If your mail is going to spam then it’s time to take action. We’ve got lots of tips on this list to help you improve your delivery and reach the inbox.
Of course, one of those common questions is about why mail is going to the spam folder. This can happen for a wide variety of reasons. This blog post will help you understand what those reasons are and how you can take steps to manage your lists, sender reputation and more in order to get your mail heading to the inbox instead.
Before you send your first campaign you need to make sure you’re giving yourself the best opportunity for delivery to the inbox. Make sure you’ve done the following, the links will provide you with more information
Here are a couple of extra hints when dealing with spam folder issues:
If you’ve sent less than a 100 emails, and worse if they are ‘test’ emails (blank, not formatted well etc) - this isn’t going to give you or us an accurate picture of what the (if there even is one) issue may be. You need to send a small but representative campaign of mail that is formatted as you intend it to be and to members of your active list before it can be evaluated for potential delivery issues.
Any purchased, borrowed, third party, generic 'industry' lists, scraped addresses or any other contact lists that include addresses that have not directly opted in and asked to receive your mail are against our sending terms and additionally may not comply with laws like the Can-Spam Act or the GDPR. Not only is your mail likely to end up in the spam folder, but your account could get placed under review and all mail stopped completely. If you decide to send a huge campaign to a single domain (i.e Gmail, qq.com, Yahoo etc) or you're sending to an old list (anything over 3-6 months old and your contacts have probably forgotten about signing up to get your mail) and you’ve not warmed up your verified sender domain then your mail is probably going to have delivery issues.
This can and likely will include your mail going to the spam folder. Use a service
to verify your list, then consider sending a confirmation of consent campaign followed by a gradual increase in bulk campaign size.
More actions you can take to reach the inbox
If you do send a few test emails (completely formatted as you intend to send them during your campaign) and they land in spam - mark them as not spam - this helps the filters learn that the mail is wanted.
Personalize the email you're sending by using the recipient's name. Merge fields can help you with this. Spam filters like to know you're acquainted with the person you're sending to.
Ask your recipients to add you to their contact lists or safe sender lists. You can easily ask your recipients to do this when they sign up to receive your mail.
Take care of the IPs you're using. Whether you've opted for a private IP or are using one of the shared IP pools it's important that you abide by our terms and ensure that you're using good sending and list management practices.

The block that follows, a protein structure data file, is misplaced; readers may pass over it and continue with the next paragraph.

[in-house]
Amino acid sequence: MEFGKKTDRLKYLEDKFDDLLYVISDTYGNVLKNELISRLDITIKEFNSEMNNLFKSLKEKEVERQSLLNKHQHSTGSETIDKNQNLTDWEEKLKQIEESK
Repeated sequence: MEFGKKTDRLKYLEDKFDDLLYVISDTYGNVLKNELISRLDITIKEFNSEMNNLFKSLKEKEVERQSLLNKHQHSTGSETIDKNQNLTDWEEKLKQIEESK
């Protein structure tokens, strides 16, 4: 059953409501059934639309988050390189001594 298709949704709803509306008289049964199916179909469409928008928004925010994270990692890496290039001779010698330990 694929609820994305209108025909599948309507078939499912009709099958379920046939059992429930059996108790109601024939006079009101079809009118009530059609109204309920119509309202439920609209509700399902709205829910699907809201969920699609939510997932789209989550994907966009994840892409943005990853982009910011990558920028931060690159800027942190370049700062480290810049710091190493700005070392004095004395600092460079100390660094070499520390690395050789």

Use a double opt-in list and make sure your subscribers are familiar with your mail and brand. Your contacts should have agreed to receive mail from you and should be expecting it.
Your email needs to look good. Spam filters will shut down a campaign that looks like junk mail. It should be balanced between images and text. Find out more about how to make a great email.
Keep branding consistent between your social platforms and your email marketing.
Make sure any code you're using is clean. Any sloppy code or extra tags will likely cause a problem. For example, copy and pasting HTML from a program like Word can cause format issues and trigger spam filters, we don't recommend it.
Use A/X testing
to help determine how your campaigns can be improved.
Try testing your mail with mail-tester.com
to help you determine what might flag a spam filter.
Simply avoid "spammy" content. Using words or phrases similar to "click here", "dear recipient", "cash", "make money", "free" can increase the likelihood that your mail ends up being filtered.
Use links that work and are connected to legitimate sites. Domains should not be blacklisted. All links that are connected to your email campaigns should be reputable.
Avoid link shorteners. There should not be multiple re-directing links.
Avoid any attempt at deception. Subject lines that include random characters or start with "Re:" or "Fwd:" or make any deceptive claims will damage your sender reputation and send your mail to the spam folder. Don't use CAPITALS.
Don't send a whole bunch of test emails to a single address. Multiple tests to a single email address may mean that your mail ends up in the spam folder because it looks like you're spamming. Spread your tests out to several addresses at different ISPs.
Monitor your mail and choose how often and when you send with care. Sending an email to the same addresses every day might be too often, but sending mail only once every three months might not be enough because your recipients can forget about you. Determine a consistent sending schedule that will keep your subscribers engaged.
Don't send test emails that literally include the word "test" and then are empty otherwise. This is not going to give you any legitimate feedback about how your actual campaigns will perform.
Include a text version of your mail. You can find out how to do this in your account settings.
Avoid adding attachments if possible, these can be difficult to get through spam filters.
Do not use a single, large image in your mail - this looks like spam because it often is. Simple spammy ad mail often utilizes this format - if you don't want to be associated with spam-like characteristics, it's time to get a bit more thoughtful and creative when designing your messages.
If you take these tips into account and make changes to your mail, lists and sender practices then you'll have a much better chance of reaching the inbox.